Why Marketing Needs to Be A Part of Everyone’s Job (and Job Description.)

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Far too often businesses of all sizes leave the official job of marketing to, well, the marketing department, which is frequently known as the owner of the business or top salesperson turned into the marketing person. 

But, here’s a little newsflash – marketing is everybody’s job. Anyone associated with your business that comes into contact with a prospect or customer is performing a marketing function. It’s not just the people with marketing in their titles. So the question is – are these people prepared to carry out that function well?

Marketing isn’t just a new ad campaign, an email series, or this month’s current promotion. It is so much deeper than that. Marketing needs to permeate every aspect of your business and be a part of every person’s job description, from the admin department to the managing partners and so on. That’s why internal marketing and official marketing training is so important. 

What’s internal marketing?

If you think that the people outside of your marketing department understand what the marketing team does and why it matters to your business, you’re wrong. 

Internal marketing is essentially promoting your company’s goals, vision, products, and services to your own employees. Customers’ feelings and attitudes toward a company are based on far more than just the products or services you offer, but the overall experience they have with your business. And your entire organization is included in that experience.

The ultimate goal of internal marketing is to ensure that your employees can provide value to prospects or customers because they understand and believe in your company’s brand, goals and vision. And perhaps, you can teach them what they can do to help.

I believe that one of the smartest things any business can do is create and perform official marketing training for everyone in the business. Again, this goes for delivery people, administrative people, and finance-related people (especially finance-related people).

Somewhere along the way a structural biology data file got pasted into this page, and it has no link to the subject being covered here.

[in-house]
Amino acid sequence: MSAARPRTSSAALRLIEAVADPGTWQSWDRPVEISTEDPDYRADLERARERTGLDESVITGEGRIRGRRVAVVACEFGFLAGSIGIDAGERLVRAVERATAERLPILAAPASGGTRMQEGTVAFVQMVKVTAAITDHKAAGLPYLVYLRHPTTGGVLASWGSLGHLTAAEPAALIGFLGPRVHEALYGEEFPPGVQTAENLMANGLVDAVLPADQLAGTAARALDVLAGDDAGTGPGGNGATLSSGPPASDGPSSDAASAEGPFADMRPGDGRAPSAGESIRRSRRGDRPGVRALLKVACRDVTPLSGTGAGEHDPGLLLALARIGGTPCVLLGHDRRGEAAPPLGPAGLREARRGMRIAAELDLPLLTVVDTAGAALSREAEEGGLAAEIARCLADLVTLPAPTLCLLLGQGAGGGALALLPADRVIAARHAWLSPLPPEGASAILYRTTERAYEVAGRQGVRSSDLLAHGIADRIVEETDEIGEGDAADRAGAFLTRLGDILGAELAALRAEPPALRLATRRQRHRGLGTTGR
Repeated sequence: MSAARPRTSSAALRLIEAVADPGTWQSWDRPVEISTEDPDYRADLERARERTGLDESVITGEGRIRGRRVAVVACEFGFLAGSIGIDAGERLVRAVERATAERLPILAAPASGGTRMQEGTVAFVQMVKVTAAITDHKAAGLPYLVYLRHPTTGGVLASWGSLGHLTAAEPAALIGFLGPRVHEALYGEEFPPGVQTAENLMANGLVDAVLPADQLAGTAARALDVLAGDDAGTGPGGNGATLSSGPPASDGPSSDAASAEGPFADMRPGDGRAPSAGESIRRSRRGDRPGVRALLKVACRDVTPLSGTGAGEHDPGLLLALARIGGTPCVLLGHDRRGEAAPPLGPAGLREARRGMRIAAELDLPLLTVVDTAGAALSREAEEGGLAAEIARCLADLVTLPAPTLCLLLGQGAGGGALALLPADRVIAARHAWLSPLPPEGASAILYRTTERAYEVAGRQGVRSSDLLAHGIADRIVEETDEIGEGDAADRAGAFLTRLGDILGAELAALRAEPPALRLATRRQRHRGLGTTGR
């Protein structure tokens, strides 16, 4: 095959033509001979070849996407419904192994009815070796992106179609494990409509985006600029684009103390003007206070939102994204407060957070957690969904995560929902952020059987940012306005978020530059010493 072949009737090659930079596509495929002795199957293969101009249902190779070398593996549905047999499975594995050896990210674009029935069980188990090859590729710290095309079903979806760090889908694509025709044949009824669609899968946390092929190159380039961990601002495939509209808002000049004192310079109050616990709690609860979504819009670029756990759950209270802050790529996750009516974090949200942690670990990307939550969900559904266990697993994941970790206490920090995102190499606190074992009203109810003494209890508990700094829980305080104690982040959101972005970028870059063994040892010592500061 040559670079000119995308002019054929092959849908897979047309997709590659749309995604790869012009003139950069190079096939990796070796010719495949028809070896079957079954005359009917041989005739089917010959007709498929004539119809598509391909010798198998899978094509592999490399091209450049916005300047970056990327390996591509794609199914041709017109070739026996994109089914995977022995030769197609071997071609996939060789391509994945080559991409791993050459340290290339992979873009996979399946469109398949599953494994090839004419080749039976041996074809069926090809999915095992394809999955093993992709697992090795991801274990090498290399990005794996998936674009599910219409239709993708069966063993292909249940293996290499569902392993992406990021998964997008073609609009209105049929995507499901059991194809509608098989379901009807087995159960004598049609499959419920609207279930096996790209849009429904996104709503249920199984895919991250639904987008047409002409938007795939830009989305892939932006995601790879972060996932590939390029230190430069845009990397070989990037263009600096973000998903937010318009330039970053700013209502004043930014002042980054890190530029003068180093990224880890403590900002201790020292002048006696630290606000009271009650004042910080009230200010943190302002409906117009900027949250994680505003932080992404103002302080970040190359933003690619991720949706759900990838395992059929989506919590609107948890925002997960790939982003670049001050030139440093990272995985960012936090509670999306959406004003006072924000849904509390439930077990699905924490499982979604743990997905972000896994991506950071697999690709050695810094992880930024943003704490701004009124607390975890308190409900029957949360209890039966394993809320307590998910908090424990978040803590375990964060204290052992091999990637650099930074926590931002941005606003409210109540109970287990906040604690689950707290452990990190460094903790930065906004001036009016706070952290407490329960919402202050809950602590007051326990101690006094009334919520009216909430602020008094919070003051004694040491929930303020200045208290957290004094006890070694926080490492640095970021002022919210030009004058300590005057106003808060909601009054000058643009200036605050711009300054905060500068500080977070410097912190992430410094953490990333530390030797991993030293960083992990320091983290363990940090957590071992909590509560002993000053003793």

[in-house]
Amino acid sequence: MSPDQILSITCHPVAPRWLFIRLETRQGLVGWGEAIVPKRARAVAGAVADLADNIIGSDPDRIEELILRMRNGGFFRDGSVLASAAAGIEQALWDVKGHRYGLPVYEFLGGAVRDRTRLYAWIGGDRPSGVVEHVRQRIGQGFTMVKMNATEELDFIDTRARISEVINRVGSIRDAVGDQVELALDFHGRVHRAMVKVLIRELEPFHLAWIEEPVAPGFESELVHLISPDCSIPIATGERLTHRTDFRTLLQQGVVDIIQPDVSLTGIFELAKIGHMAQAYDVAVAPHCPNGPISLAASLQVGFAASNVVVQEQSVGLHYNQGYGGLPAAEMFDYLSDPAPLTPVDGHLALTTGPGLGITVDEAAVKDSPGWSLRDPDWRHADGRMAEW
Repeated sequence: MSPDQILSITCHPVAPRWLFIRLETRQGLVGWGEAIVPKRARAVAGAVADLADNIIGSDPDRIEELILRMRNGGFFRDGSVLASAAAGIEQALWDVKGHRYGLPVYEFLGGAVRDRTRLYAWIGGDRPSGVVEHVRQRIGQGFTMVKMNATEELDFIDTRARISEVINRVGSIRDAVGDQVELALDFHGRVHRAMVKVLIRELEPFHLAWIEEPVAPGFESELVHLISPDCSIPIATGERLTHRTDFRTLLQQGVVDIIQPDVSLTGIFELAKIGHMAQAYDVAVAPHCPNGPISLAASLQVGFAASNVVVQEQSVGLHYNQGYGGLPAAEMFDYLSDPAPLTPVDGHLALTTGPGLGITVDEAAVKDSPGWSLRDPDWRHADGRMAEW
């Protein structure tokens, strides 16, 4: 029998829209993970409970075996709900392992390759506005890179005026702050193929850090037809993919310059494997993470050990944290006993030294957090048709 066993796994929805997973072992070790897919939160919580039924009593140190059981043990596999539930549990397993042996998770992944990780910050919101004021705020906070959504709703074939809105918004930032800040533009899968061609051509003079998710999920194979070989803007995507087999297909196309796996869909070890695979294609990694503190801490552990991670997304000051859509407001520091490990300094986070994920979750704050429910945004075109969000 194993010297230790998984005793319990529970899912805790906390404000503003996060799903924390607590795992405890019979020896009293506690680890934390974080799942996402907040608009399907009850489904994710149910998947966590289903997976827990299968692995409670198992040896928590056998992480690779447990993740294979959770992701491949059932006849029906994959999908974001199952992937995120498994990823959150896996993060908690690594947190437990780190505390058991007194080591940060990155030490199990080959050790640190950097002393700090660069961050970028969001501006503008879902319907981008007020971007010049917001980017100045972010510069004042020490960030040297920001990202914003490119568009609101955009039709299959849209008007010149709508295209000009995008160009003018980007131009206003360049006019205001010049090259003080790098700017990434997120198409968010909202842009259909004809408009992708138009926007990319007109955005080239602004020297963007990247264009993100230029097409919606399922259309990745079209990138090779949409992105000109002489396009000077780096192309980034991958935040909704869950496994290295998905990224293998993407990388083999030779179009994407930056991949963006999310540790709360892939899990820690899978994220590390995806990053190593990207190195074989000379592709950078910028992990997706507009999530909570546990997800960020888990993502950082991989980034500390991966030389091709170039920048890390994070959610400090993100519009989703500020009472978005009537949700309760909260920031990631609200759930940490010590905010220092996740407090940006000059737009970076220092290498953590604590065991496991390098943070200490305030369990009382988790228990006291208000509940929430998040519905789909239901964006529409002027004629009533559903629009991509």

I’ve outlined an example of what should be included in an internal marketing training program that you can use for your own company.

Guide your internal marketing training program with this outline

Once a quarter at a minimum (and with every new hire that joins the company) conduct an all-hands brand meeting.

This internal seminar can and should include training and examples on things like:

  • Why you named your company what we did – attach this to your personal story
  • What colors, images, fonts are official and why – create a simple style manual of standards to share with everyone
  • Your core marketing message and why – help everyone connect their position to the message
  • The way you want the brand to be thought of in the market – your goal, your one word of association
  • Benefits of your products and services – demo them and present them just like you would to a customer
  • Description of your ideal customer – use photos and success stories of real customers
  • Your current lead generation activities – show off ads, landing pages, run radio spots – sell them on the campaign
  • Your lead conversion process – everyone should know the next step when a prospect calls
  • Key marketing metrics – sales generated, leads generated, referrals generated, PR generated, social media growth
  • Your marketing calendar – show everyone you have a plan for the future

In addition, I would help everyone write or rewrite some aspect of their position to include a direct relationship to the marketing function they perform. 

For example, an administrative person who primarily answers the phone might have the directive to answer the phone and route calls to the proper person, but in a marketing world, that person’s directive is to answer the phone and act as the very first impression and representation of the brand. Now, could that change that person’s role in a powerful way, I’ve seen it happen.

Then take it up a notch and create marketing scorecards for everyone. Simply list all the marketing-related ways that every position in your organization can score marketing points throughout the day and turn it into a game. ie – asking for and getting a referral, turning a customer complaint into a win, writing a blog post, participating in a social network, sending a hand-written thank you note, giving a referral, making a contact at a Chamber event. Challenge everyone to score X amount of marketing points each week and create an award program as part of your marketing workshops.

Getting marketing understanding and buy-in from your entire team makes them feel more empowered to act on behalf of the brand and better ambassadors wherever they encounter prospects and customers. Think about it – if you have two marketers out of a ten-person company, what would you rather: two people or an entire team of ten promoting your company’s work to the rest of the world?


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  1. Great points. I have been recommending that clients not cut back on their marketing endeauvors, but rather to find ways to expand thier marketing efforts. Being able to incoroprate marketing into your company’s core values just makes good sense. Being able to do so without significantly increasing your costs – or reducing your costs, is even better.